This concept is explored in the article ‘Australia still a prison for vision impaired TV Viewers’ by Scott Nixon (2013) which was a key article discussed in the seminar. In the UK the same episode of neighbours is accompanied with audio description, which is aired up to three times in the same day. This example indicates there is no social exclusion for the vision impaired, as they are able to hear the background to a scene creating a greater user experience.

New Zealand and the United States have followed a similar lead with audio description capabilities, in which Nixon (2013) suggests these countries “produce more audio visual television in a week than Australia has had in our history” (Nixon, S 2013). This presents social exclusion is a key concern in modern technologies within Australia, and needs to be addressed by the Government as a main priority.

Another example of the new digital network is the emergence of smart phones which are rapidly becoming the central computing and communication device in society. Smart phone emerging capabilities are fuelling in a rise in the use of mobile phones as input devices, which primarily gives smart phones the potential to be the default physical interface for ubquitious computing applications (Ballagas, R; Borchers, J; Rohs, M; Sheridan, J. 2006).

Apple currently provides vision impaired users options for voice recognition to write messages or emails; however, they key pad makes it hard for users to type messages. Nokia is a leading example that has the unique keypad for vision impaired, however Apple does not cater this need.

The above examples indicated the “introduction of new technologies sees people with disabilities overlooked, omitted, neglected or not considered” (Newell, C et al 2012 p160), which needs to be considered by the Australian Government to create a standardized approach in all technologies that is available throughout the world.


Ballagas, R.; Borchers, J.; Rohs, M.; Sheridan, J.G 2006, ‘IEEE Pervasive Computing’, The smartphone: A ubiquitous input device, vol. 5, no.1, pp 70-77

Newell, C., Goggin, G 2007, ‘The business of digital disability’ The information society: An international journal, vol 23, no 3 pp 159- 168

Nixon, S 2013, ‘ Australia still a prison for vision impaired TV viewers’ accessed 22/5/13,

May 6, 2013

Is Australian TV racist?

Filed under: Uncategorized — by ash91blog @ 7:20 am


In contemporary society considerable attention has been placed on media performance in respect to multiculturalism in Australia. The social, cultural and political role the media plays in society has often been criticised in recent years, in which academics suggest performance is a key indicator to determining the significance of the media for our understandings and experiences of diversity and difference within Australian society (Dreher, T 2013). Multiculturalism was the central focus for week 9 which predominately focused on the key concept of a white bread media (Dreher, T 2013), which reflects the representations of ‘a stereotypical, mainstream potentially racist portrayal of ethnic minorities (Dreher, T 2013) in the Australian media.

The 2011 Australian Census of Population and Housing presented statistics to show an insight into how prominent multiculturalism is in Australia (ABS 2012). The statistics suggested that over a quarter of the Australian population was born overseas accounting for 26%; in which a further 20% of families have one overseas- born parent (ABS 2012). These statistics indicate migrant’s account for a large component of the Australian population, which emphasizes multiculturalism, is an important factor when considering what content is produced in the Australian media. Does the Australian media produce a white bread media, ignoring the inclusion of ethnic groups?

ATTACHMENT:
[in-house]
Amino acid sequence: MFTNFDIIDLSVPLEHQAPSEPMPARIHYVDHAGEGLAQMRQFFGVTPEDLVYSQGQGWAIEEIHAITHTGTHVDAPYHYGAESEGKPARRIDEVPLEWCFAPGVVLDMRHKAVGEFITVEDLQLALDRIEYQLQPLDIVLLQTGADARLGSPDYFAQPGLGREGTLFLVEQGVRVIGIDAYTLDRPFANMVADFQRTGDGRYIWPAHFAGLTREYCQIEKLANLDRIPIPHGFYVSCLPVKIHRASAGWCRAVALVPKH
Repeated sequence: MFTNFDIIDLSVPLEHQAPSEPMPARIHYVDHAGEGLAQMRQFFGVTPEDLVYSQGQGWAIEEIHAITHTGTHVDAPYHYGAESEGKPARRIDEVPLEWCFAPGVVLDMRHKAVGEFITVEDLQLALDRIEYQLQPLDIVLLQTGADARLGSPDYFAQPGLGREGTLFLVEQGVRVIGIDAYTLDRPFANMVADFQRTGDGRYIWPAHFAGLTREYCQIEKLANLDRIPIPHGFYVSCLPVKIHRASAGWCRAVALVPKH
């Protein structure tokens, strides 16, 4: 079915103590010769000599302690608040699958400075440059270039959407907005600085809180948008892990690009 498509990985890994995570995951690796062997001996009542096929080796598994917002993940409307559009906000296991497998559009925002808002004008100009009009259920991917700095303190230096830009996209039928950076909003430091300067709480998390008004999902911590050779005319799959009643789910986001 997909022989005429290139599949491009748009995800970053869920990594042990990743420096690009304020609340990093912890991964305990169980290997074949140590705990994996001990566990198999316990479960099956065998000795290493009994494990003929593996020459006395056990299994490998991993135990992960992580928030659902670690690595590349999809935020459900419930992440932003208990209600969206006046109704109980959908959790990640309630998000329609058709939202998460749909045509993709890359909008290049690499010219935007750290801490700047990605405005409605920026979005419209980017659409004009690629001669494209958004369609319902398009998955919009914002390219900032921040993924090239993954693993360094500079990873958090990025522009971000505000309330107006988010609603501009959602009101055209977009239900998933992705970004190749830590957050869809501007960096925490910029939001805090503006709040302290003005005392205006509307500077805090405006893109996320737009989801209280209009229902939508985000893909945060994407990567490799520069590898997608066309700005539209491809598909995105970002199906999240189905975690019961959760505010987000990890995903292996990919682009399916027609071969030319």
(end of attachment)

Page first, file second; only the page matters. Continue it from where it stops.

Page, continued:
In reviewing current Australian television shows, I believe to a large extent Australian media promotes white bread media. Neighbours is a show that typically has ‘white people’, in which the inclusion of an Indian family is only a recent occurrence. With the integration of cultural diversity through this television show, the producers received much criticism from fans, in which the actors received many racial remarks. Big Brother Australia is typically white Australians, in which there has not been a series with the inclusion of indigenous Australians, Indians or black individuals. With these examples in mind, I find it hard to provide examples where there is great cultural diversity in which a majority of the television shows will include one or two individuals from ethnic backgrounds just to say they are not racist.

In the seminar it was mentioned the website “Aussie Bums” which has received great criticism on social networking platforms for the exclusion of ethicnicity in their models, claiming there “all white”. One individual claims “would it be such a stretch to reflect Australia’s racial diversity in their ad campaigns” which generated a lot of attention online. Thus, this is promoting a white bread media on the foundation that it provides stereotypes within Australia.

In my opinion ethnic representation in Australian media is under-valued and under-represented. As a country that thrives on multiculturalism it is not widely conveyed in the media, which presents a significant issue. Australia has a far way to go developing strategies to incorporate diversity in the media.


Australian Bureau of Statistics 2012,  ‘Reflecting a nation: stories from the 2011 census, 2012-2013’, accessed 6/5/13,

Dreher, T (forthcoming 2014) ‘White Bread Media’ in The Media and Communications in Australia eds. S Cunningham and S Turnbull, Allen and Unwin